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Remote Control: Six Ways to Maintain In-Office Efficiency in Out-of-Office Environments



Here’s a thought. What does “at work” mean for you these days?


For growing numbers of us, “at work” is no longer a synonym for “at the office”. Remote working – whether it be working from home, from another city or even from another country – is no longer a novelty. And as more and more organisations make every effort to appeal to a young, woke workforce demanding greater flexibility and a better work/life balance, the ability to offer remote working opportunities may rapidly become not only normal, but a necessity.


Fortunately, keeping your distance doesn’t have to be disruptive: there’s no reason why your usual in-office efficiency should unravel in an out-of-office environment. And just to ensure it doesn’t, we’ve put together a few helpful tips:


1. Get organised in advance.


PEP enthusiasts will already be all over this one: ensure you have exactly what you need, where you need it. Organise your information so that all your relevant files and necessary tools are easily accessible, regardless of your location. Cloud-based content management and file sharing systems like Dropbox, Google Drive or OneDrive are useful as they enable you to access files on any device at any time. They provide a handy back-up service, too.


2. Give colleagues a heads-up.


Don’t assume everyone’s up with the play. You may have cleared your remote working arrangement with your manager, but chances are your absence from the office may impact others, too. Ensure that the right people are both informed of your intentions and are comfortable with the arrangement. It’s only polite, after all.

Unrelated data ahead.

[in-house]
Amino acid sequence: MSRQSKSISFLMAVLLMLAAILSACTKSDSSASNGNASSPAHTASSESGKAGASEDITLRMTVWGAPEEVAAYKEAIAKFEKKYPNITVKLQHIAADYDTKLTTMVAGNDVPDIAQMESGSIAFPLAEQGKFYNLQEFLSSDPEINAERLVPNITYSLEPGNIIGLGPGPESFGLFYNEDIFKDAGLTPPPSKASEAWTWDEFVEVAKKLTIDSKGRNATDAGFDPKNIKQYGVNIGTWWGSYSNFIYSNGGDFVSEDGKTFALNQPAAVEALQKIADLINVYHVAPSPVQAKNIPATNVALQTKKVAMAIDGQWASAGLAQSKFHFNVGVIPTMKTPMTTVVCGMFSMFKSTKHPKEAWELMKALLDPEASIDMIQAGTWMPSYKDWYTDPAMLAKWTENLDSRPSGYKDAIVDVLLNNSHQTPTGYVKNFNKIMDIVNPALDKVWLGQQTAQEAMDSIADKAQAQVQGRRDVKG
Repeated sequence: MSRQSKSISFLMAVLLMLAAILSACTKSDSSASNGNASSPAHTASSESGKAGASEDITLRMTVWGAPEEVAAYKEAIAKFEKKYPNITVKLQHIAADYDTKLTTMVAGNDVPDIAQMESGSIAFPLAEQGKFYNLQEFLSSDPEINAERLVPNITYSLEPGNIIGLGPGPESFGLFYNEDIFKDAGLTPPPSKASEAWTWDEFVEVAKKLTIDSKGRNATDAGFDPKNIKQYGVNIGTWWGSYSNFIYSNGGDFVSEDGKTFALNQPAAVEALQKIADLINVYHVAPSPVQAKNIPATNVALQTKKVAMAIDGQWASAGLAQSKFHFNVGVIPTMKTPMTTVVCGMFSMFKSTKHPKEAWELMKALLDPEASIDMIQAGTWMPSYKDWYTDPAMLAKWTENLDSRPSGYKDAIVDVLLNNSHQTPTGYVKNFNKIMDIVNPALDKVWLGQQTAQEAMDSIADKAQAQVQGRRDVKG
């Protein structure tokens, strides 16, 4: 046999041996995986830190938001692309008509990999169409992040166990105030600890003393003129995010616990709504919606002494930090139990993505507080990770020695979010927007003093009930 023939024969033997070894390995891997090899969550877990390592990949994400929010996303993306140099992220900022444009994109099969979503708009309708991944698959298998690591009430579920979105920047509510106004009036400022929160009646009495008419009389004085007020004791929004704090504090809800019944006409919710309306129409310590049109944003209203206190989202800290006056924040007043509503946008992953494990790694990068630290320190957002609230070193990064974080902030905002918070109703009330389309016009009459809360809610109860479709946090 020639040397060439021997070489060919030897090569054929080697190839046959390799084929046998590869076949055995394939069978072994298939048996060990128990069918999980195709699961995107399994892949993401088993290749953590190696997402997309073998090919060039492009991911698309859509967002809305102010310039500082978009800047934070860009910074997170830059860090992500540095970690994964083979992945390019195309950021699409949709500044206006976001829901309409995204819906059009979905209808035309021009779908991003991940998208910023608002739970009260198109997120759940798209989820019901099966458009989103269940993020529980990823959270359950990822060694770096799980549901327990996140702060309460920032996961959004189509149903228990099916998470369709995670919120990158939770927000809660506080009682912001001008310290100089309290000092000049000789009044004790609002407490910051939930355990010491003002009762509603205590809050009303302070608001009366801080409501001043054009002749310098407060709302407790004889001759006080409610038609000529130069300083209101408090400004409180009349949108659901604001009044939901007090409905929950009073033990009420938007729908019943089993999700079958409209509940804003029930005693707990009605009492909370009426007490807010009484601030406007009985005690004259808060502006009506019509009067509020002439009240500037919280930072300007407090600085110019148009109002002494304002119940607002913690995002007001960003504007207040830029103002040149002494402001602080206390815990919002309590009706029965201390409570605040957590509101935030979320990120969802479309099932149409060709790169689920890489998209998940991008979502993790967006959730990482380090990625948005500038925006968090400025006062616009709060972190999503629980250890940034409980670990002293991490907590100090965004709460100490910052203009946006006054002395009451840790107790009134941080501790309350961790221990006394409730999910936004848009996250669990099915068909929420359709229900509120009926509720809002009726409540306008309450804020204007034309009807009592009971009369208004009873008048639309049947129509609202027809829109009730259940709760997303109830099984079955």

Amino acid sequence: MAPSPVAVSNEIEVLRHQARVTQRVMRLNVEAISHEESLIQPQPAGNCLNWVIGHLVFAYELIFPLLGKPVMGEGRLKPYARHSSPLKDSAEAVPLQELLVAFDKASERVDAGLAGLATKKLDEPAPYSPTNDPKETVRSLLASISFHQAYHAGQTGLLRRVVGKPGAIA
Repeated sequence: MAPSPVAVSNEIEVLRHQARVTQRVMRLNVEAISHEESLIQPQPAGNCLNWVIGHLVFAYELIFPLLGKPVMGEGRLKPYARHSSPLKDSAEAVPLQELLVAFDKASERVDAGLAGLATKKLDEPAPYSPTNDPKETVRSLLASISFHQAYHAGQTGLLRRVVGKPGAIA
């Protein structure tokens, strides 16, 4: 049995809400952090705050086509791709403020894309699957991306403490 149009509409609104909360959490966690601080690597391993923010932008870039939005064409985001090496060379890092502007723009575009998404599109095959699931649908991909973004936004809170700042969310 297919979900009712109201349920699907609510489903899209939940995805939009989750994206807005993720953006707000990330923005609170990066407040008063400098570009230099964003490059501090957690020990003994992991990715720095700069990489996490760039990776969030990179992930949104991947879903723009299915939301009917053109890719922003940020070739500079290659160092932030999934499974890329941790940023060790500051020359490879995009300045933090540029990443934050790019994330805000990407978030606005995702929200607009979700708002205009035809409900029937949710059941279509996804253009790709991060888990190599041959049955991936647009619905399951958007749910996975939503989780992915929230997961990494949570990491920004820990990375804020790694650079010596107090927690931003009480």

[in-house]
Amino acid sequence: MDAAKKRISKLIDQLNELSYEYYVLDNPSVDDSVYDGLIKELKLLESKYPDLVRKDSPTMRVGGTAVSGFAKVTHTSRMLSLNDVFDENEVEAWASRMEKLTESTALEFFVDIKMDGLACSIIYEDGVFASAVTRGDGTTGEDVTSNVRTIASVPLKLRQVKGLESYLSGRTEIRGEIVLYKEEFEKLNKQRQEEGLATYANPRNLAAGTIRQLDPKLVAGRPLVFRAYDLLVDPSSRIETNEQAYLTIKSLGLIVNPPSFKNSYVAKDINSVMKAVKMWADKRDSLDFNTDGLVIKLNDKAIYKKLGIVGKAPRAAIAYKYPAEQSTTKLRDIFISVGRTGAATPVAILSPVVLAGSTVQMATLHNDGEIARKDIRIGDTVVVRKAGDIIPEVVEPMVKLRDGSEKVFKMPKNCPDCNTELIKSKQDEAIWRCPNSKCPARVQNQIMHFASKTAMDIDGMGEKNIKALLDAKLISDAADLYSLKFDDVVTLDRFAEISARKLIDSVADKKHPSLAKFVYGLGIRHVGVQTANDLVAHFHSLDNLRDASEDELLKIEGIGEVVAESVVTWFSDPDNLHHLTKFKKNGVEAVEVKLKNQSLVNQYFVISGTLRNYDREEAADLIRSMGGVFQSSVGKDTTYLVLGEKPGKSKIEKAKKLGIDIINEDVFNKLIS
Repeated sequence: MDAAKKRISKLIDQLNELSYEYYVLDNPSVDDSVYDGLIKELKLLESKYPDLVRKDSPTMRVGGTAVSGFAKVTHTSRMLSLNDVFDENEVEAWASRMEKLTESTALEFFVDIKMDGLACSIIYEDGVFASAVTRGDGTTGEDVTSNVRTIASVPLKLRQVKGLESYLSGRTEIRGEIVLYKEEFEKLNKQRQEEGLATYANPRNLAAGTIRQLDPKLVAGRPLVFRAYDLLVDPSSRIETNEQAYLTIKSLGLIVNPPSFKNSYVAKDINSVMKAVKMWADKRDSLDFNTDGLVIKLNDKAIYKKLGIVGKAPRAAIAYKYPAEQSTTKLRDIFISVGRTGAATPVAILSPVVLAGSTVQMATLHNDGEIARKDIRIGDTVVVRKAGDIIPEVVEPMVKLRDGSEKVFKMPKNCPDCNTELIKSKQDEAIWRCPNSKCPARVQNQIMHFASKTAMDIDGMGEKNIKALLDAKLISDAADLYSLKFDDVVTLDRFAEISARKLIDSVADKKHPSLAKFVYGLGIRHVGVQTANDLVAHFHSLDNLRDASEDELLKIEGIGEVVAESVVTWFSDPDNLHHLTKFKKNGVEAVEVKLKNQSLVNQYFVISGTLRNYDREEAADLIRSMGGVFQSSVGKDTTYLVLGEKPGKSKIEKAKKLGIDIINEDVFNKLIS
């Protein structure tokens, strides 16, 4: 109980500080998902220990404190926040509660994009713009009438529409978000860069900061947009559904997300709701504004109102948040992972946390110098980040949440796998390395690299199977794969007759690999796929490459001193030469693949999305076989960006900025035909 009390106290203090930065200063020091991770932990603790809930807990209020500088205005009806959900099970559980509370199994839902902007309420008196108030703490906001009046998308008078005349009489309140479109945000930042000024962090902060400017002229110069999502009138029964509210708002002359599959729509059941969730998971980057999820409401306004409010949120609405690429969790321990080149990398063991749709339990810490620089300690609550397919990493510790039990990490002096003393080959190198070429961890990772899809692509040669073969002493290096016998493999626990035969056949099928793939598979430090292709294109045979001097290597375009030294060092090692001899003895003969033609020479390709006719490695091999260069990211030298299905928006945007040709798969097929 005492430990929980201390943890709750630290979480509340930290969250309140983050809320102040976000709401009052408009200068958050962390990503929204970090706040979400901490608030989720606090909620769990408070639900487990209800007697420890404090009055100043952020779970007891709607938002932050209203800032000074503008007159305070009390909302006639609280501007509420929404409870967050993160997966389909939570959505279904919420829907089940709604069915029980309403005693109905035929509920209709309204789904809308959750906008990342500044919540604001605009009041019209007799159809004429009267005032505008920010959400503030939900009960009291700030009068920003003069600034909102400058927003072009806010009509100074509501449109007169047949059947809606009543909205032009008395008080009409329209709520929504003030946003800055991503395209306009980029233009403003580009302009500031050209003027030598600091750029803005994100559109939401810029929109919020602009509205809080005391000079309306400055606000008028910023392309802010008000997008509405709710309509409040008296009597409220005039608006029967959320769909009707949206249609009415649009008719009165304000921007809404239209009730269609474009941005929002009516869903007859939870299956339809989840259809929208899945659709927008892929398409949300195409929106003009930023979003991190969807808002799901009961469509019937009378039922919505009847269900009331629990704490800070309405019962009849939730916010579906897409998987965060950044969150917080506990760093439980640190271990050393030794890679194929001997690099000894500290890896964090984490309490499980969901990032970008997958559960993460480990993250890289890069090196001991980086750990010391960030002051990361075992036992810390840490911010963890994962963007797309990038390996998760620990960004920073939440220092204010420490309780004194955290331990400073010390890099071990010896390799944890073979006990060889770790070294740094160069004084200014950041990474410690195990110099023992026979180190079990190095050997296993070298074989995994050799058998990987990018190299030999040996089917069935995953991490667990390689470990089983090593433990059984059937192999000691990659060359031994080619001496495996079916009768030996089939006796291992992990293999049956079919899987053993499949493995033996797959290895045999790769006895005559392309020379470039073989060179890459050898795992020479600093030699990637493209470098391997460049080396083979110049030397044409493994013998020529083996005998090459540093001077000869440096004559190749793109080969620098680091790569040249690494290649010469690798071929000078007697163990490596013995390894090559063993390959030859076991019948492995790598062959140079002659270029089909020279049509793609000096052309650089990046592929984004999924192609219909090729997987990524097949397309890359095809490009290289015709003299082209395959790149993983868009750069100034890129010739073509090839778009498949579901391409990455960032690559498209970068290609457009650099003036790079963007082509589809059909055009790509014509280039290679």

3. Be clear on collaboration protocols and tools.


Out-of-office shouldn’t mean out of the loop. Identify who you need to collaborate with and the best way to communicate with them. As far as collaboration tools go, you’re spoilt for choice: there’s a positively bewildering array available these days. Just remember that not every method will suit everybody’s style of working, so take this into consideration when establishing communication and collaboration protocols. After all, every team member needs to maintain productivity – not just you.


4. Plan your day for peak productivity.


Not a morning person? Then plan accordingly. If you don’t hit high gear until you’re two coffees in, don’t make the day’s first task anything ambitious. Think about what time of day is the most productive for you and schedule your most meaningful work into these hours. And don’t forget our previous point: be mindful of your colleagues’ working habits, too. The times when they’re happy to engage may not necessarily coincide with your own.


5. Take time out.


No distractions is a good thing, right? Well, yes and no. Without the natural ebb and flow of office interactions, you can easily forget to come up for air – and burnout and stress are just as much of a risk in a home environment as an office one. So be as disciplined about disconnecting as you are about logging on. Regular breaks are better than burn-out, don’t you agree?


6. Be clear on your objectives.


Clarity is key no matter where you’ve set up camp. Don’t let a change of location cloud your focus. Instead, begin your day by identifying your three most important objectives, and keep them in sight – both literally and figuratively. It’s a great way to maintain discipline amidst the diverse distractions a different location may present.



As always, our underlying message is pretty simple: be prepared. After all, in the inherently mutable modern workplace, any number of issues – from illness to endless interruptions – can rattle your routine. Even if you don’t work remotely on a regular basis, take this post as a gentle reminder to review the systems you have in place. Your goal? To be good to go – whatever that entails.